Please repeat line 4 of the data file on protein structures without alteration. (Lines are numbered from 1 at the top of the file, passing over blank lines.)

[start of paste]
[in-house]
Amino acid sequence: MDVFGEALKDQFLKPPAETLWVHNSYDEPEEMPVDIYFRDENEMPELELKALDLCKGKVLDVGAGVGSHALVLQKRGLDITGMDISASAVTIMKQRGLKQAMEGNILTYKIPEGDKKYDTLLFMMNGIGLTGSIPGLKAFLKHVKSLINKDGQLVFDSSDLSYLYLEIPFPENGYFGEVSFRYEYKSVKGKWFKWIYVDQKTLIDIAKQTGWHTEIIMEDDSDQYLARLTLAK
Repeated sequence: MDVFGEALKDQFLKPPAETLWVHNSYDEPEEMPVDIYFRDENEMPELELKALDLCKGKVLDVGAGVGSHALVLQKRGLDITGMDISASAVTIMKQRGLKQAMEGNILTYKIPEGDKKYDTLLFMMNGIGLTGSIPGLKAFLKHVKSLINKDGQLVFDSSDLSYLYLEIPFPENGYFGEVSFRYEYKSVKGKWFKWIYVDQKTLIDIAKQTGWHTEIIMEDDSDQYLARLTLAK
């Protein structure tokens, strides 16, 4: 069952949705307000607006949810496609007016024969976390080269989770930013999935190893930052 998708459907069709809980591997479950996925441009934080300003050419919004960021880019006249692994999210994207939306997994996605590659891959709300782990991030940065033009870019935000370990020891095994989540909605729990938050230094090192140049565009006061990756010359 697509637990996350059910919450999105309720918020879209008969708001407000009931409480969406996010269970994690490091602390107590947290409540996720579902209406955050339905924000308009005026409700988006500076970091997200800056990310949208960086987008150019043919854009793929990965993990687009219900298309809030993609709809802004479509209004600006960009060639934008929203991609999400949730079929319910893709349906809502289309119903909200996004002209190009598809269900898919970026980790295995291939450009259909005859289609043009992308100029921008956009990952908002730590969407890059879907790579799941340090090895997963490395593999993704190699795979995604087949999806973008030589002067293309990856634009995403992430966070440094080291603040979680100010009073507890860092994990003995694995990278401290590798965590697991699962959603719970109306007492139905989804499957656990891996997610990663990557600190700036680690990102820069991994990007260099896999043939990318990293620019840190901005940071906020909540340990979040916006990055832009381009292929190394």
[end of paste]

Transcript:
């Protein structure tokens, strides 16, 4: 069952949705307000607006949810496609007016024969976390080269989770930013999935190893930052 998708459907069709809980591997479950996925441009934080300003050419919004960021880019006249692994999210994207939306997994996605590659891959709300782990991030940065033009870019935000370990020891095994989540909605729990938050230094090192140049565009006061990756010359 697509637990996350059910919450999105309720918020879209008969708001407000009931409480969406996010269970994690490091602390107590947290409540996720579902209406955050339905924000308009005026409700988006500076970091997200800056990310949208960086987008150019043919854009793929990965993990687009219900298309809030993609709809802004479509209004600006960009060639934008929203991609999400949730079929319910893709349906809502289309119903909200996004002209190009598809269900898919970026980790295995291939450009259909005859289609043009992308100029921008956009990952908002730590969407890059879907790579799941340090090895997963490395593999993704190699795979995604087949999806973008030589002067293309990856634009995403992430966070440094080291603040979680100010009073507890860092994990003995694995990278401290590798965590697991699962959603719970109306007492139905989804499957656990891996997610990663990557600190700036680690990102820069991994990007260099896999043939990318990293620019840190901005940071906020909540340990979040916006990055832009381009292929190394």